Senior Lottery Copywriter

You might be familiar with my work: 3, 8, 19, 33, 48, 79. Okay, that’s a little obscure. 2, 4, 44, 45, 68, 82 — with a bonus of 14! That one’s a classic, in some households. Fine, fine, I’ll just tell you what it says on my business card: John Hansen, Florida State Lottery and Gaming Commission, Senior Copywriter.

Most people think that the Lotto drawing is random, but if you think the state of Florida can risk leaving those balls to a former Hooters waitress in a hand-me-down gown, then you have some grave misconceptions about fate and chance, and probably Keno and horse racing, too.

I was just a thwarted novelist who applied to a copywriting job. I started out in scratchers, in Titling, but my literary flourishes were rarely appreciated. “O Fortuna,” “Thirty Pieces of Silver,” “Pandora’s Box-O-Cash,” — all shot down. It was a massive relief when I was moved to the Prose Department. I would create the copy and truly, the games themselves. When you scraped away those tiny shards of silver, you saw three eights OR four balloon symbols, you won the amount displayed to the left. That was all me.

After I’d authored a particularly successful run of cards (my copy was so confusingly worded that winners rarely understood their good fortune, and the tickets resulted in a higher profit than forecast), the board caught notice and decided I could be tasked with a higher purpose. I think that they saw my potential and my divine muse. I was tapped for The Drawing.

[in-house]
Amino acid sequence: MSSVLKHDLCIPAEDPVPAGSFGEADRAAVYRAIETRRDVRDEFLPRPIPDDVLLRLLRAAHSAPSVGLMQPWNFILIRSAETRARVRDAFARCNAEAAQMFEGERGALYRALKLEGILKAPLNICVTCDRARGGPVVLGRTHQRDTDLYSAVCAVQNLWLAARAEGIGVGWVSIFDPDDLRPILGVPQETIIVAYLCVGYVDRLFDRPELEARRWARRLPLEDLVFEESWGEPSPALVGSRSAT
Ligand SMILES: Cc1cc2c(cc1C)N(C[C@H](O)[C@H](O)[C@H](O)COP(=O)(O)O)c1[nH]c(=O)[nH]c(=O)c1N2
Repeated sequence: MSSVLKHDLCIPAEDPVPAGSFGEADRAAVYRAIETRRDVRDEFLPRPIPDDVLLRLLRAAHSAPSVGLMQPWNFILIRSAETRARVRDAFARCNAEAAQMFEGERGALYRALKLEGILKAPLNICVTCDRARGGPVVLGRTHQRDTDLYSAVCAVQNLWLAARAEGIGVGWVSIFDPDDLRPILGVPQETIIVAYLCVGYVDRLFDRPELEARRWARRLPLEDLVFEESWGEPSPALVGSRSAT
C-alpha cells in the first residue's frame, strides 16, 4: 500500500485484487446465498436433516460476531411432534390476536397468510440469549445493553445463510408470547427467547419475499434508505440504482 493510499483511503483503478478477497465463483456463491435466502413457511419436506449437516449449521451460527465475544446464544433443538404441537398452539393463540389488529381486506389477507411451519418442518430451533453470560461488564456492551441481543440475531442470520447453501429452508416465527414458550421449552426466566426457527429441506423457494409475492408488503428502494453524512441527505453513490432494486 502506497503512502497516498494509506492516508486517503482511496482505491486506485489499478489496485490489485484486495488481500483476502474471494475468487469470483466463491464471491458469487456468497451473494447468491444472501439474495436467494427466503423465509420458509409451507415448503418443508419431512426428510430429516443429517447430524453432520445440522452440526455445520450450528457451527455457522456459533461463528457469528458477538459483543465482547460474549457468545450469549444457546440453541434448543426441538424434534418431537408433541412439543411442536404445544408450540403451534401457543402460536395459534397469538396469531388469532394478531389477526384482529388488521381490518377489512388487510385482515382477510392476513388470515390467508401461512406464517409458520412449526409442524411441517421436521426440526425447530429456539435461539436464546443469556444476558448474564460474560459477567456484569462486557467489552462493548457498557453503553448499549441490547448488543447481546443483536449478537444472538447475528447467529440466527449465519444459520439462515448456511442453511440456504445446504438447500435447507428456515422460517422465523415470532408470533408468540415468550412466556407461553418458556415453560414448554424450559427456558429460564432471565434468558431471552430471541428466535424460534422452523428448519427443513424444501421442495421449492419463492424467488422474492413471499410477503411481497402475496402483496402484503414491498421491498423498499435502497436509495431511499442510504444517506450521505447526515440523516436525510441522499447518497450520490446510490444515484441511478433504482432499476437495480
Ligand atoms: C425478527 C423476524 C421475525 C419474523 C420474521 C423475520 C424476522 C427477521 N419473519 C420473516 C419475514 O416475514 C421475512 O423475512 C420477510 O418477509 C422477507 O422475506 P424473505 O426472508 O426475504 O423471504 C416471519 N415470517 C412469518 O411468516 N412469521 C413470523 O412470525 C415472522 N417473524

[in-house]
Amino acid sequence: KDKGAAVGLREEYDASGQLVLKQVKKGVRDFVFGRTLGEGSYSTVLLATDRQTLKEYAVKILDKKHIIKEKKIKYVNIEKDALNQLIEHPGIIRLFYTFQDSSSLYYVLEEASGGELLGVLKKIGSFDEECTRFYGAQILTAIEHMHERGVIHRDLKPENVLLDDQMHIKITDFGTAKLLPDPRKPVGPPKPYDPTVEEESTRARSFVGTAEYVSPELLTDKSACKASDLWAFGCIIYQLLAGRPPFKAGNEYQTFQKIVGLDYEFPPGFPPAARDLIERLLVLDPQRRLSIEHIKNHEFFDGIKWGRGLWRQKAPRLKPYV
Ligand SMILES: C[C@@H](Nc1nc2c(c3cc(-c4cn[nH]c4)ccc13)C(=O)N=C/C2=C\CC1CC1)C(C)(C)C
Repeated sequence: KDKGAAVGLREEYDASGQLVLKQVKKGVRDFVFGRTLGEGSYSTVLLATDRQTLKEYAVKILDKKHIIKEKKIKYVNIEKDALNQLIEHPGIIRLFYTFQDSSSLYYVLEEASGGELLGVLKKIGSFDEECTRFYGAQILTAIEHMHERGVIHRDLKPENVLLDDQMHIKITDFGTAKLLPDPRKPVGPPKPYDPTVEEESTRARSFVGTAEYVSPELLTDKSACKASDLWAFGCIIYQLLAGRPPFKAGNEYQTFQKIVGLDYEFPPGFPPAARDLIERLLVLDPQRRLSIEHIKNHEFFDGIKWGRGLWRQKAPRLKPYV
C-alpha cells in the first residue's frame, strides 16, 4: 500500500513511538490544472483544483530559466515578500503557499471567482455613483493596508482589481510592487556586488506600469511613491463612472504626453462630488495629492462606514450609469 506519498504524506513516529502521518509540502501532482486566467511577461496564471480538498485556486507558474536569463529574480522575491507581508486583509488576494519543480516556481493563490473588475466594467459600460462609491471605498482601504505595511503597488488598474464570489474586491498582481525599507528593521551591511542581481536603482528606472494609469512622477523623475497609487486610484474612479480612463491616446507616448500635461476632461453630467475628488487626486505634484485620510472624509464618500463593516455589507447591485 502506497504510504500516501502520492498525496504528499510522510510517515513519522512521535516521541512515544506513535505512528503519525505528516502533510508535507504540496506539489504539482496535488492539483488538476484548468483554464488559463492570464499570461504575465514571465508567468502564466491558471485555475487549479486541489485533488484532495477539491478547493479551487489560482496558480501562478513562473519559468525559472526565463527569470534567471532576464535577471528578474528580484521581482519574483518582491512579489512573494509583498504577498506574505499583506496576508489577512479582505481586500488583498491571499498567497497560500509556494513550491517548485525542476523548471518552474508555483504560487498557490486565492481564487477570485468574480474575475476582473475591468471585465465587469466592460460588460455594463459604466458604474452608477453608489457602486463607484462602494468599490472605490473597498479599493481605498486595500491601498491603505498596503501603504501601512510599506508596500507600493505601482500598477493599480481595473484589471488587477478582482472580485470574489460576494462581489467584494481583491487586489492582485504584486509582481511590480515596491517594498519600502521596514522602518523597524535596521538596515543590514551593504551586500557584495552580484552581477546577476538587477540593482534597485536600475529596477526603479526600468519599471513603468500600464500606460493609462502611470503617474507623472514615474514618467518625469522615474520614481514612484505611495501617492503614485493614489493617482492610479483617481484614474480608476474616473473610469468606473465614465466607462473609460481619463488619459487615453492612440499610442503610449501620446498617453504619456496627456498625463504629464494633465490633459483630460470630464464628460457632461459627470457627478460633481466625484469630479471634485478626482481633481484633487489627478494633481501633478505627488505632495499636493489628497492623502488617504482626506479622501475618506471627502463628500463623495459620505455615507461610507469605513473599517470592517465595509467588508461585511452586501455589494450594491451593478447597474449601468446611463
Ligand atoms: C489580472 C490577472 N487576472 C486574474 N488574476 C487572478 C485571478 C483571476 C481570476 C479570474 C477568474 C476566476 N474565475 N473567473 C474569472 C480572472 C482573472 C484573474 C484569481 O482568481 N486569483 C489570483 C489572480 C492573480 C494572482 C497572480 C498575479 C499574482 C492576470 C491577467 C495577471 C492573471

And it’s the most creatively fulfilling job I’ve ever had. I answer to no one, and the stories I produce reverberate through the generations. I consider myself a poet. The twist of an expected sixty-two, the beautiful syncopation of a forty-five following a forty-four, the winking irony of a lucky seven. I get inspiration from everything I see – from three flowers in a bouquet to forty-seven babies in a nursery. I find that special magic in the sugary sweetness of a dozen donuts, in the leatherish sheen of a stranger’s Magic Eightball jacket, in the unbridled passion of a couple in the act of reciprocal oral love. I write the numbers.

My predecessor left this position for a staff-writing job on CBS’s NUM13ERS, but I don’t think I’ll be searching for work for a while. I have found my legacy, my medium, my muse. The way my writing is remembered is funny – not by fans and admirers or even by my regular readers, but by a select and forever-altered few. How many writers can say that?

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